The Top 10 Ten Chillest Albums For When You Need to Focus (But Also Need to Rock)

Arc is all about outfitting your busy life with the feeling of chill focus, a state where you find yourself relaxed and joyful while also maintaining a clear, fresh, and concentrated mind to be at your best while working or working out.

Whether toiling or kicking back, we believe the right music is the perfect counterpart to our objectives. The perfectly chill song or album can put you into a more focused, thoughtful headspace, while motivating you to accomplish whatever you need.

Join us now as we explore a handful of the chill-est albums and artists on earth; superstars behind the soundtrack to your best efforts. We’ve done our best to focus on albums that are chill enough to work to, without the distractions of sudden tempo changes, jarring vocals, or 33-minute bagpipe solos.

And we’ve also done our best to find something for everyone. Okay, we will admit. We’re not K-Pop experts. Just yet.

Here’s our list:

The Genre: Indie rock pop

The Artist: Sigur Rós, Iceland’s wizards of post-rock minimalism who employ a violin bow on a guitar, among other aural eccentricities, to add to their ethereal atmosphere.

The Album: “Agaetis Byrjun,” a quiet, droning meditation rippling with reverb, falsetto vocals, and syrup sweet melodies, all sung in Icelandic while circling its heavenly crescendos. 

Additional Recommendations: Rhye’s “Woman,” The XX’s “Coexist,” Soccer Mommy’s “Collection,” Radiohead’s “Ok Computer”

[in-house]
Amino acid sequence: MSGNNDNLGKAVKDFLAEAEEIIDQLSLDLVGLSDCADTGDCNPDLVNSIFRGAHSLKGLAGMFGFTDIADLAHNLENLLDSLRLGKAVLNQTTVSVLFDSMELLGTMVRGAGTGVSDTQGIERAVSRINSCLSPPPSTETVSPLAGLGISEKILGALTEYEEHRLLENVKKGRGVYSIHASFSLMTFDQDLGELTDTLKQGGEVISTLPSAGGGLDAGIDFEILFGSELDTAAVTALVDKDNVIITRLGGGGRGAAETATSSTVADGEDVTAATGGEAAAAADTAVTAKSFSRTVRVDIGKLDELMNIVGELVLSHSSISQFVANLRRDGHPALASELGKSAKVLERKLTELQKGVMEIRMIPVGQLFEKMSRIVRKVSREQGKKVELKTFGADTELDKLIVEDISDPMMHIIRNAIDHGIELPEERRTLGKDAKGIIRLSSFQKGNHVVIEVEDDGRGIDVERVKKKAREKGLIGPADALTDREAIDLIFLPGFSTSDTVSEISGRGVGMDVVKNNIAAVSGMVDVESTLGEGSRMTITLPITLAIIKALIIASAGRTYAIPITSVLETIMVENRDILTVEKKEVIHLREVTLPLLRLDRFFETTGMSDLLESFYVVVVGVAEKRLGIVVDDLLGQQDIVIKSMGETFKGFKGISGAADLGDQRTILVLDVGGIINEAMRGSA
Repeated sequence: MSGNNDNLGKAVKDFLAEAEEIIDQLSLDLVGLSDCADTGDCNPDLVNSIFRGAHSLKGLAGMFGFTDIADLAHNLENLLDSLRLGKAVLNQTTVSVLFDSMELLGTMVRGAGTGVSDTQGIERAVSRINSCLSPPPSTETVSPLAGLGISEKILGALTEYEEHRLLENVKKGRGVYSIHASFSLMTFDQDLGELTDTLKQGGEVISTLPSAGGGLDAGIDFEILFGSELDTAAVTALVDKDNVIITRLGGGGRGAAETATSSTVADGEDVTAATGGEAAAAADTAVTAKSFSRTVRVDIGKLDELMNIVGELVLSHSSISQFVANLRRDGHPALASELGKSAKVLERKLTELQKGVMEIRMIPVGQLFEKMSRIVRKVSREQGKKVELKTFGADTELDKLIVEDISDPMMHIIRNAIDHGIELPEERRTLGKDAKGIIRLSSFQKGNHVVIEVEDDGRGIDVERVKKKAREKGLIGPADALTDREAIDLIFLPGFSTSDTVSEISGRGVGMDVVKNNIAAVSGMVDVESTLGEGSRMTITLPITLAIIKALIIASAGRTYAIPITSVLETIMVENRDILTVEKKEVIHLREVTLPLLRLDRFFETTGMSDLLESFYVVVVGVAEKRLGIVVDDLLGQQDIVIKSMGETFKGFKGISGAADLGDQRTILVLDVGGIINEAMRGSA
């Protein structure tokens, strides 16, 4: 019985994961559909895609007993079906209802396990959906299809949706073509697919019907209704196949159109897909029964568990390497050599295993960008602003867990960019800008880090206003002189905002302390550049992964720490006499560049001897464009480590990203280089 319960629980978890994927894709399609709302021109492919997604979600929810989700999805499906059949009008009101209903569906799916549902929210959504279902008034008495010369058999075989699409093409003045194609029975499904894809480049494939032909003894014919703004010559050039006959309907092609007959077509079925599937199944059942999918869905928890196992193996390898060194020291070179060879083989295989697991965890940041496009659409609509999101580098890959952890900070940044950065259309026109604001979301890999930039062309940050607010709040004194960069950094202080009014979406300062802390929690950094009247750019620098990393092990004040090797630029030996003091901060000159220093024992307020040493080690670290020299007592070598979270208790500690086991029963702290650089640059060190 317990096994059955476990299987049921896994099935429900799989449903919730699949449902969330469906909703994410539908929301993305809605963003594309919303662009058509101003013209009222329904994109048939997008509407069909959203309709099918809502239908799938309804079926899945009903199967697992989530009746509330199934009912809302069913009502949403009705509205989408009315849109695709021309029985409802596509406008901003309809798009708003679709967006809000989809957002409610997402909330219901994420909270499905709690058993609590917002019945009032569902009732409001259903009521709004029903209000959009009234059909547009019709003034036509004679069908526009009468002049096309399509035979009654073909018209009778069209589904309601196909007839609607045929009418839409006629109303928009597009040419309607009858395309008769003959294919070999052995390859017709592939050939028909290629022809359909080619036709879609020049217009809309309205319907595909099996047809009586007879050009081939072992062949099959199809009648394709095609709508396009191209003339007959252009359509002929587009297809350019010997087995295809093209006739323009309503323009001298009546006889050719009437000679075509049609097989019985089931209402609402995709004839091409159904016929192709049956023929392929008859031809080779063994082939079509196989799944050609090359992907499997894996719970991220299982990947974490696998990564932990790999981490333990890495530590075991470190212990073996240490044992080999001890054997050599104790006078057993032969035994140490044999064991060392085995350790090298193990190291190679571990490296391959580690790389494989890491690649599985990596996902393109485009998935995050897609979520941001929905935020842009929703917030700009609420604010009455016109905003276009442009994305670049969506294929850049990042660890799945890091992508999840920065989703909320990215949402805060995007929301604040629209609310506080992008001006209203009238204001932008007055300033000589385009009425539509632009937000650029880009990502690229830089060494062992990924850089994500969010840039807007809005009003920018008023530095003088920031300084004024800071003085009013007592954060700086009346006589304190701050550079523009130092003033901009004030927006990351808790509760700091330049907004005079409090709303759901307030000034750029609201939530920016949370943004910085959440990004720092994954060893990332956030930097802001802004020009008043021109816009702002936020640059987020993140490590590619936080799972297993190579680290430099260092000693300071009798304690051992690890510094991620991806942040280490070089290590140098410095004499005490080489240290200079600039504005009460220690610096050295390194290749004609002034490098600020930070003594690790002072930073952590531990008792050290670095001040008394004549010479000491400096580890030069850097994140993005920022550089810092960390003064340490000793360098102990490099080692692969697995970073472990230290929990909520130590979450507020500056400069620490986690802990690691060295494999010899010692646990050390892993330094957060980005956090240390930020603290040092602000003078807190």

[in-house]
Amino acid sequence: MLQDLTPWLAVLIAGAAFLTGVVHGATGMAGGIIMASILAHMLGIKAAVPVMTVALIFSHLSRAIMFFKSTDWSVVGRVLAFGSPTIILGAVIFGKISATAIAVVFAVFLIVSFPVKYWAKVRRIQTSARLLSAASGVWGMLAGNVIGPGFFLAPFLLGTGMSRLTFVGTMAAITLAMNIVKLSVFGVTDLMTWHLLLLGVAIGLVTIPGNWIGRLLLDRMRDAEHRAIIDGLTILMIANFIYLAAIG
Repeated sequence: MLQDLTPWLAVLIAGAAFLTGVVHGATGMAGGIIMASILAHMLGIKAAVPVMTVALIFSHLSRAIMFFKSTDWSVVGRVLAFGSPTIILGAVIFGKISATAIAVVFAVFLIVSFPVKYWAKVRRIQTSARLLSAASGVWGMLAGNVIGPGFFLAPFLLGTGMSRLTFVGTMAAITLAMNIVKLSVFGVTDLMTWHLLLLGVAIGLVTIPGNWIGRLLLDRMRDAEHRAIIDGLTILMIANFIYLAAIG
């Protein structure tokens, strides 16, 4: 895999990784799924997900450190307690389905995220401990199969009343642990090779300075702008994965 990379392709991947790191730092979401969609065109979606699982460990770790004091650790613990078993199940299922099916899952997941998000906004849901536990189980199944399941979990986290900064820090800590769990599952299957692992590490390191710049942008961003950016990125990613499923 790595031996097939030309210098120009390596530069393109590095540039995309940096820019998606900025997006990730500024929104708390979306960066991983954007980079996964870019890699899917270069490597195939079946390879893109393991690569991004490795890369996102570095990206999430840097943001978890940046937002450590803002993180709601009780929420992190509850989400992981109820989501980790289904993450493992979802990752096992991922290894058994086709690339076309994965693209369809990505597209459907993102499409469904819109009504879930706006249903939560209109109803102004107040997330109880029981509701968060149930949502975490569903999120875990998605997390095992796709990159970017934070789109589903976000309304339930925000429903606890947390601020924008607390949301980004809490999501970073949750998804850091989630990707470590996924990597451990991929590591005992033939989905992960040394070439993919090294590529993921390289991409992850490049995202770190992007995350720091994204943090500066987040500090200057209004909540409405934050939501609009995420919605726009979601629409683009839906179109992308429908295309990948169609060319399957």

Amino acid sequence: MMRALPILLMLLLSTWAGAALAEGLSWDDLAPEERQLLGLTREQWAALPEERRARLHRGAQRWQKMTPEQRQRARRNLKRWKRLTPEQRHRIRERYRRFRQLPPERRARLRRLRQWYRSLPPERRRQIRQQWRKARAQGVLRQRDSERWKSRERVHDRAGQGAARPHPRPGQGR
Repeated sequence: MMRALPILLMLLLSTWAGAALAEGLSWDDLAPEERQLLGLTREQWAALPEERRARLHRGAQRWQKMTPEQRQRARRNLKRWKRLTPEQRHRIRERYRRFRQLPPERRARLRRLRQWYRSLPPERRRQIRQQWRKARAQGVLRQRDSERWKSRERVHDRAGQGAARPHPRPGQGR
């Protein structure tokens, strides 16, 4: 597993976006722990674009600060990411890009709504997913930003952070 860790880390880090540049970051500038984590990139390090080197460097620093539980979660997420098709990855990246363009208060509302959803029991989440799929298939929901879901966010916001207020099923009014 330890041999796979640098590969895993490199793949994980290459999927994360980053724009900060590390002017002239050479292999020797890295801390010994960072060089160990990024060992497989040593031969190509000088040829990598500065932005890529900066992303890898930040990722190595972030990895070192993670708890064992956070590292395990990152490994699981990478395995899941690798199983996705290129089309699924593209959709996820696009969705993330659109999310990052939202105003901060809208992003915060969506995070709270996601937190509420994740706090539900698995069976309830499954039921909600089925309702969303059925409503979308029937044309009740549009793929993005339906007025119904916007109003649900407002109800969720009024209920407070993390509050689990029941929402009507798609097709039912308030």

The Genre: Folk/Acoustic

The Artist: Iron & Wine, the soft-spoken, acoustic-inflected project of songwriter-and-artist Sam Beam.

The Album: “Our Endless Numbered Days,” a quiet, gracefully lo-fi LP full of haunting melodies, softly intricate instrumentation, and whispered enigmas

Additional Recommendations: The Cowboy Junkies’ “Trinity Session,” Bon Iver’s “For Emma, Forever Ago,” Elliot Smith’s “Either/Or,” Nick Drake’s “Pink Moon,” Hope Sandoval & The Warm Inventions’ “Until the Hunter”

 

The Genre: Goth

The Artist: Nine Inch Nails, the legendary industrial-experimental-rock-pop-metal outfit helmed by Trent Reznor.

The Album: “Ghosts VI: Locusts,” a spookily beautiful symphony of piano tinkerings, guitar torment, and foreboding synth that makes you feel like you’ve slipped into a chase scene in a horror film. And like it.

Additional Recommendations: Aphex Twin’s “Selected Ambient Works Vol. II,” Nick Cave & the Bad Seeds’ “Ghosteen”

 

The Genre: Hip-Hop

The Artist: J. Dilla, the dearly departed Detroit DJ and producer behind legendary tracks for Common, The Pharcyde, and De La Soul.

The Album: “Donuts,” a masterful mosaic of turntablism blending sampled soul classics, catchy jingles, drum-driven beats, and heroic rap boasts.

Additional Recommendations: MF Doom’s “Special Herbs” Vol. 0-9, DJ Shadow’s “Endtroducing,” Digable Planet’s “Reachin’,” Chester Watson’s “Past Cloaks,” Brand New Heavies’ Vol. 1

 

The Genre: Country/Bluegrass

The Artist: William Tyler, a Nashville guitarist and songwriter who often keeps things strictly instrumental.